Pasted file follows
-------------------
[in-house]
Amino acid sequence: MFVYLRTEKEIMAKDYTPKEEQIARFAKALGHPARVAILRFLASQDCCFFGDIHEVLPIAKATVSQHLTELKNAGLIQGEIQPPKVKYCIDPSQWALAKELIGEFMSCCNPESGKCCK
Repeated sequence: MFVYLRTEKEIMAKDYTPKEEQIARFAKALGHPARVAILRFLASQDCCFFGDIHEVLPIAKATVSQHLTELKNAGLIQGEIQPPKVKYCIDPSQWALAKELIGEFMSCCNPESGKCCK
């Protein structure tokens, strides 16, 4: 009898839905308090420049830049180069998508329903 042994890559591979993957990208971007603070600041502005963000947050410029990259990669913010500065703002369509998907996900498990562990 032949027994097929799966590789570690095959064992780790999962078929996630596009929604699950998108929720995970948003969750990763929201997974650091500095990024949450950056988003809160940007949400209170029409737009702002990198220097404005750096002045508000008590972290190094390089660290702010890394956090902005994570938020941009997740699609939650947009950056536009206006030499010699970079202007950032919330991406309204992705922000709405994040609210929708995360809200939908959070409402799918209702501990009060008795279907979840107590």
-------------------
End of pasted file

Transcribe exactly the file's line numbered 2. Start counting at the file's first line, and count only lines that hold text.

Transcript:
Amino acid sequence: MFVYLRTEKEIMAKDYTPKEEQIARFAKALGHPARVAILRFLASQDCCFFGDIHEVLPIAKATVSQHLTELKNAGLIQGEIQPPKVKYCIDPSQWALAKELIGEFMSCCNPESGKCCK